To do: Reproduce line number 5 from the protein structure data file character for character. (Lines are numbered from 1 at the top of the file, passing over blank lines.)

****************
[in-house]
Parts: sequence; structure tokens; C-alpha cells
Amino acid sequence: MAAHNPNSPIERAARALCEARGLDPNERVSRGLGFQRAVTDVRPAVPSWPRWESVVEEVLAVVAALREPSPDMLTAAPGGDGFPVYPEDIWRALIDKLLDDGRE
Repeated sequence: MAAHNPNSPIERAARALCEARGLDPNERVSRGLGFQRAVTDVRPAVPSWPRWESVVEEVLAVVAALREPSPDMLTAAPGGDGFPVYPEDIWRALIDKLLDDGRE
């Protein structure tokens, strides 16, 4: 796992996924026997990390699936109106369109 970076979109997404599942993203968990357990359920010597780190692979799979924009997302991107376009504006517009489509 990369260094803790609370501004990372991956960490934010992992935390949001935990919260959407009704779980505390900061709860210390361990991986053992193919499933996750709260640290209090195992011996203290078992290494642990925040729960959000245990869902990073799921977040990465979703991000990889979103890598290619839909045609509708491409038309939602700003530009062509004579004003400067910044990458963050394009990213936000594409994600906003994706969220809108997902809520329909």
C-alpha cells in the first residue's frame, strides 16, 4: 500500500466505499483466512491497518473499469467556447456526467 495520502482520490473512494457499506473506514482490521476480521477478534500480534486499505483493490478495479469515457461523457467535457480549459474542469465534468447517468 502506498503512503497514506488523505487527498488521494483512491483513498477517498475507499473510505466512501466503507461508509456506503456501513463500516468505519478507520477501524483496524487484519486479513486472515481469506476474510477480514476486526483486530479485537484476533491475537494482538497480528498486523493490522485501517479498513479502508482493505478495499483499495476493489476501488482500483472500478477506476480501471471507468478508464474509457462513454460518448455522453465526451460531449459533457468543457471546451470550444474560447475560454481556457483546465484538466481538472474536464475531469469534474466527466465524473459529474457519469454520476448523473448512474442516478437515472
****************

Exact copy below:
């Protein structure tokens, strides 16, 4: 796992996924026997990390699936109106369109 970076979109997404599942993203968990357990359920010597780190692979799979924009997302991107376009504006517009489509 990369260094803790609370501004990372991956960490934010992992935390949001935990919260959407009704779980505390900061709860210390361990991986053992193919499933996750709260640290209090195992011996203290078992290494642990925040729960959000245990869902990073799921977040990465979703991000990889979103890598290619839909045609509708491409038309939602700003530009062509004579004003400067910044990458963050394009990213936000594409994600906003994706969220809108997902809520329909």